Why Does A River Run Through It?
By Jim Davis
Even though we are a “desert” state, Utah’s rivers are world-renowned among river runners and geoscientists. Several of America’s early geologists, including G.K. Gilbert, W.M. Davis, C.E. Dutton, and J.W. Powell contributed to theories of stream evolution from observations made in Utah.
Rivers typically originate in the mountains, flow away from them in a more-or-less constant direction, enter increasingly broad river plains, and terminate at an ocean. But many rivers in Utah flow toward and across mountains, run contrary to valleys, make U-turns, and many never reach the ocean.
Over long time spans, rivers tend to change course in response to tectonic processes (such as rising mountains and lowering basins) or changing climate. Streams can also adjust their course rapidly, sometimes instantaneously, in response to catastrophic events such as flooding, volcanic eruptions, landslides, earthquakes, or by stream capture (stream “piracy”), where a river intercepts a neighboring river and diverts or “steals” water from its drainage basin.
Whether the changes are fast or slow, water needs to flow downhill, but in some places a river’s seemingly bizarre behavior can leave one struggling to come up with a reasonable explanation!
All three of Utah’s physiographic provinces—Colorado Plateau, Rocky Mountains, Basin and Range—have textbook examples of streams that exhibit anomalous courses.
Within the Colorado Plateau, for example, the Paradox Basin is named for the Colorado River’s paradoxical pattern of flowing perpendicular to valleys and faults. This is largely due to the presence of thick layers of salt buried beneath other layers of sedimentary rock.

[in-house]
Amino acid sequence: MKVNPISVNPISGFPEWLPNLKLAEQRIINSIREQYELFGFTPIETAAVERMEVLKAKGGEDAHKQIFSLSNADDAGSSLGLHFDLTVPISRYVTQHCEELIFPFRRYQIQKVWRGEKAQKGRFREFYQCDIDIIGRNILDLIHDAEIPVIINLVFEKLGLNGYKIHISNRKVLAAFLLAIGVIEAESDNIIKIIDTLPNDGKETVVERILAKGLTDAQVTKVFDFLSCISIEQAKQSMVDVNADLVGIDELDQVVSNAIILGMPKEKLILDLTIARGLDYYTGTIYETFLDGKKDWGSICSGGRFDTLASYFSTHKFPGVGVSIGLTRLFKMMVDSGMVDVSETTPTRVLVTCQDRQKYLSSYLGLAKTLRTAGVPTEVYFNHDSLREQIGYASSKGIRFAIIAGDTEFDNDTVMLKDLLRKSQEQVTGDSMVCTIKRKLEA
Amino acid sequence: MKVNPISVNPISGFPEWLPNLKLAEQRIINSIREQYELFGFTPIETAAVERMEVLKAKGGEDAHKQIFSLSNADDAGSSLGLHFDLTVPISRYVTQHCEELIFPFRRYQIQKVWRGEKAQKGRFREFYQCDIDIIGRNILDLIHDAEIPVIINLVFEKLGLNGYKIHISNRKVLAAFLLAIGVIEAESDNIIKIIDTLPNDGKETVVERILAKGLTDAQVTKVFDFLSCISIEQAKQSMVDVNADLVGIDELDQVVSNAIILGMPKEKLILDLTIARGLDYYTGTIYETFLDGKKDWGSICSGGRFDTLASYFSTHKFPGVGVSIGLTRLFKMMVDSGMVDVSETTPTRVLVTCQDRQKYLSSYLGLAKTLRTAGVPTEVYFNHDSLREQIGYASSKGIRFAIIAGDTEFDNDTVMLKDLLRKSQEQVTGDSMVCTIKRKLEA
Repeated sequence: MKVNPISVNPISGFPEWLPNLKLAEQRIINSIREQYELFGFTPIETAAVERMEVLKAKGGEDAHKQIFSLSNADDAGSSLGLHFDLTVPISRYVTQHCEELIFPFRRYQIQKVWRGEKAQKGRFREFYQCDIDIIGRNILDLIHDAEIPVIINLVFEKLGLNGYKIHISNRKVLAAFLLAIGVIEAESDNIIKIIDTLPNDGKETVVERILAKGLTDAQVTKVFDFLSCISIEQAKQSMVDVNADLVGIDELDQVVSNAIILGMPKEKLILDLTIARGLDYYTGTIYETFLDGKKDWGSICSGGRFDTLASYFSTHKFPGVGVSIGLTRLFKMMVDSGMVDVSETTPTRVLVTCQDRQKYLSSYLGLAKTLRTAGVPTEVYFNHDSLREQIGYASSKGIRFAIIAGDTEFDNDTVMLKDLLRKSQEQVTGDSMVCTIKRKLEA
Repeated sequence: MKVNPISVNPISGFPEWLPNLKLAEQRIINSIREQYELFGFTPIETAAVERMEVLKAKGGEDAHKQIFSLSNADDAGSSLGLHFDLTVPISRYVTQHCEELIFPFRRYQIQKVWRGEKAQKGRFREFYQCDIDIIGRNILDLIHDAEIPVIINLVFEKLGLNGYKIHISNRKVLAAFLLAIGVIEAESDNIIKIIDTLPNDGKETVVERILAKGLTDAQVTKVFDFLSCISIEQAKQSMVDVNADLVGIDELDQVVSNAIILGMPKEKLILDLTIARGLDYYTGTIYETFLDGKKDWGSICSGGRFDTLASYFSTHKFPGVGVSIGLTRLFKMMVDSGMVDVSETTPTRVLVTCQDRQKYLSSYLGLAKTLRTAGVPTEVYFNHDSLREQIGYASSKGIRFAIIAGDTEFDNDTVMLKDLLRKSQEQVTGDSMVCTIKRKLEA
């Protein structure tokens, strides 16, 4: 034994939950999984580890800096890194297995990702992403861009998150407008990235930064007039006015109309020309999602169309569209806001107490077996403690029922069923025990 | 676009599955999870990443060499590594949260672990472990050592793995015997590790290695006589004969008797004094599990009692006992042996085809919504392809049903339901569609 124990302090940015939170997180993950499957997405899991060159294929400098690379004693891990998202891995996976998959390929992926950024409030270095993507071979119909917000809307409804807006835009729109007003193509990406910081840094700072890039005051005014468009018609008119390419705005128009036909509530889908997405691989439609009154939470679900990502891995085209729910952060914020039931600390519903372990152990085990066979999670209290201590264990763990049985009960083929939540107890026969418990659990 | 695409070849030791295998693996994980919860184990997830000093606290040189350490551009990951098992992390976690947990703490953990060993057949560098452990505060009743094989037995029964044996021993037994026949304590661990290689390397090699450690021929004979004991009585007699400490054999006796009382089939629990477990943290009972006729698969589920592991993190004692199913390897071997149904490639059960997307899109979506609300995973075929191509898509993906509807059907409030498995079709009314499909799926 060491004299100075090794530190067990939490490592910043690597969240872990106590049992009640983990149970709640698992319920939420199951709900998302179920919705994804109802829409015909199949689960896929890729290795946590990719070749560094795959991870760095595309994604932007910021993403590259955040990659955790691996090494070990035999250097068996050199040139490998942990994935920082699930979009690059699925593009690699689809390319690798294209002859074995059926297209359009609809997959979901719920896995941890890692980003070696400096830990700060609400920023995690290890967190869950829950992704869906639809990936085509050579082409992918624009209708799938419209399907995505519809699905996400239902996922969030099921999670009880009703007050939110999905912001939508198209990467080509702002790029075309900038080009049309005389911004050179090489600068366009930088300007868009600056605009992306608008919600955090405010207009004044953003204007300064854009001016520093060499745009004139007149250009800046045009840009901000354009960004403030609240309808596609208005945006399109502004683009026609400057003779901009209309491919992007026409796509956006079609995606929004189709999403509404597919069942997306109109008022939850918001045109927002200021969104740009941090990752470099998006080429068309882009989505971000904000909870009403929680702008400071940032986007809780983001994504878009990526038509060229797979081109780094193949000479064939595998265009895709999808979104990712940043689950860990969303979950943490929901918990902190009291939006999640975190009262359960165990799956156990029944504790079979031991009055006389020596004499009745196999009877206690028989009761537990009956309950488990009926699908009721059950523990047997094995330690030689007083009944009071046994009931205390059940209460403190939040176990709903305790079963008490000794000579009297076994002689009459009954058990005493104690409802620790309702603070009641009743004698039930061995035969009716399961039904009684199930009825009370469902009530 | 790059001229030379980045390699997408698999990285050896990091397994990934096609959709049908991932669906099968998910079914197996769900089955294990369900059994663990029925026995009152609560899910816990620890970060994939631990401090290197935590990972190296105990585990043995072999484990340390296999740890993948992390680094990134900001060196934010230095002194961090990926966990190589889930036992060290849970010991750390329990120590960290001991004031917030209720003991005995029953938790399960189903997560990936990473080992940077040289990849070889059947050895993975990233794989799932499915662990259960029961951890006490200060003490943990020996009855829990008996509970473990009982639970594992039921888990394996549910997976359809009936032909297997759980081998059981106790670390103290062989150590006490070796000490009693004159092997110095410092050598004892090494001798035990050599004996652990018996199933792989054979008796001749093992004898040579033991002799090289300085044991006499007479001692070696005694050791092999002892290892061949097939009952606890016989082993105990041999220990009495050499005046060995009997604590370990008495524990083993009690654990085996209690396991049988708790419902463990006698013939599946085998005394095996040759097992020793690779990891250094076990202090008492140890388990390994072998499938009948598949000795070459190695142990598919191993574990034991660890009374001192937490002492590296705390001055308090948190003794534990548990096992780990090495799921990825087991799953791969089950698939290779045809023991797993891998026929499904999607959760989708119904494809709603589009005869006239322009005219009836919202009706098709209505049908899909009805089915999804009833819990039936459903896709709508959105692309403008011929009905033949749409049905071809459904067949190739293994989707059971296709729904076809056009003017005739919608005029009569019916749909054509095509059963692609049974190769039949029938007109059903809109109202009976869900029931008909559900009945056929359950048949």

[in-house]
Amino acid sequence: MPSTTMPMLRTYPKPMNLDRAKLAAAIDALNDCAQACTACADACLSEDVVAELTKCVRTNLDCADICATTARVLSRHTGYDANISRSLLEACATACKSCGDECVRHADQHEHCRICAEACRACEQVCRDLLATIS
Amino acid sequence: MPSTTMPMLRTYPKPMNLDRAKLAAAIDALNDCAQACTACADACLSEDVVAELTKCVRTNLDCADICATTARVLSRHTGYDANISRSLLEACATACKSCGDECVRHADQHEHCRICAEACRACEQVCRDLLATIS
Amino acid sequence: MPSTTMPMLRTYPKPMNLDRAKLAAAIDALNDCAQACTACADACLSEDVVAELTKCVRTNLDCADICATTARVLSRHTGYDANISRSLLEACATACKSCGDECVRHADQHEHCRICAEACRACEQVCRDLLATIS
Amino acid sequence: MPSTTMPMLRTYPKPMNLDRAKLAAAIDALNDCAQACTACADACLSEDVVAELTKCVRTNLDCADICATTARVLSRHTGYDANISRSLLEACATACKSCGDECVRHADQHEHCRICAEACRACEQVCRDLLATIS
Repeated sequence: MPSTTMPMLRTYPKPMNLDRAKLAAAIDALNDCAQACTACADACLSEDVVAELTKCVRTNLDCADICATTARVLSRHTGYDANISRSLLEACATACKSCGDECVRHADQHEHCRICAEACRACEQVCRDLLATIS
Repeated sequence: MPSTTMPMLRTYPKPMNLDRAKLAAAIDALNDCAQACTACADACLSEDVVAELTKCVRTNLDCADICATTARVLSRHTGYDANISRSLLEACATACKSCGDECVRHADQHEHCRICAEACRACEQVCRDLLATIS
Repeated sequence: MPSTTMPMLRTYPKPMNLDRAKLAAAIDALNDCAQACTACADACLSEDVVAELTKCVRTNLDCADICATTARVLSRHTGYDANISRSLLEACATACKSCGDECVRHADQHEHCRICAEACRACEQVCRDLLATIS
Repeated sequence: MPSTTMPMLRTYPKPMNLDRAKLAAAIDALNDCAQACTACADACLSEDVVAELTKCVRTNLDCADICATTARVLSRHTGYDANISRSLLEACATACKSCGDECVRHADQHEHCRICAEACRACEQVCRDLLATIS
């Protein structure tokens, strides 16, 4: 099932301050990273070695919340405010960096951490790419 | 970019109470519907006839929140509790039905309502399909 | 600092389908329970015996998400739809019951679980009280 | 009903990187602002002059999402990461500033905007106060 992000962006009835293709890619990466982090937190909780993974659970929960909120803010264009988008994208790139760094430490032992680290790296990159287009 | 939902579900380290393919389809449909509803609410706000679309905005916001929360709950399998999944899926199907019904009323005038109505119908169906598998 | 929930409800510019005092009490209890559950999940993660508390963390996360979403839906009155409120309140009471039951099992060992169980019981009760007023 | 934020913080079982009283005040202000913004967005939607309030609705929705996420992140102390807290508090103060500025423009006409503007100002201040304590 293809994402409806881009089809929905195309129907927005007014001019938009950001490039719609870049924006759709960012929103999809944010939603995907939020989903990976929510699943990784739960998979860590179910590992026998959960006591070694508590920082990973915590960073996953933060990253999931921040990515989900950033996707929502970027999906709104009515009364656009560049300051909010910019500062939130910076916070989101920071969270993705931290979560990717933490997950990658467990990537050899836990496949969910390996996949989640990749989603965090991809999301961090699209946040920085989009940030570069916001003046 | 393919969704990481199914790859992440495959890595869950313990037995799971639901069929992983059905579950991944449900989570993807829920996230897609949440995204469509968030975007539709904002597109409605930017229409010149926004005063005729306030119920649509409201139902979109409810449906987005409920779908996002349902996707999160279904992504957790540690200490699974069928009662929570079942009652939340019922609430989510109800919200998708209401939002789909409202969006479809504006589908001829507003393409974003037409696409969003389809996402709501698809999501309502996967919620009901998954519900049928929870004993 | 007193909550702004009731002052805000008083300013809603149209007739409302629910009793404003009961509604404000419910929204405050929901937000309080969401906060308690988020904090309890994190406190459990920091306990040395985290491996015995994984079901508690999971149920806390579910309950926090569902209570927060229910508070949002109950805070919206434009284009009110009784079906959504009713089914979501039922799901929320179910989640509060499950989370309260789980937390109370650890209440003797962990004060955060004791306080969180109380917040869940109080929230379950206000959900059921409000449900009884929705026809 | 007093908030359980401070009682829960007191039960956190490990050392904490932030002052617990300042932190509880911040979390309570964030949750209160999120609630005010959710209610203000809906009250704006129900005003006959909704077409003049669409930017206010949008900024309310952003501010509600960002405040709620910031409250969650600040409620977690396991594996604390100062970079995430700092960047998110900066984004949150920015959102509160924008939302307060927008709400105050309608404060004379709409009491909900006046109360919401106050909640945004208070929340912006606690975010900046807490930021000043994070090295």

In the Rocky Mountains, there are numerous well-known examples of rivers that run directly across mountain ranges. This phenomenon can arise when river erosion exhumes buried geologic structures, and the river subsequently cuts down through them while maintaining its prior course; these are known as “superimposed” streams. Another case of mountain-dissecting streams is “antecedence,” where mountains rise and pre-existing streams cut into them as quickly as they rise, the streams again maintaining their original course.
Finally, no major streams in the Utah part of the Basin and Range Province make it to the Pacific Ocean, instead emptying into closed basins of the west desert, but this has not always been the case.
The following are a few of the numerous occurrences of Utah streams that run extraordinary courses.
The Colorado River
After emerging from a canyon carved into sandstone bedrock, the Colorado River flows westward across the marshy northern end of Moab Valley. Then, in defiance of the imposing sandstone cliffs on the west side of the valley, the river turns toward the cliffs and flows into them at The Portal, continuing on its way through another sandstone canyon. The Portal is perhaps the most striking example of the Colorado flowing across, rather than along, valleys within the Paradox Basin.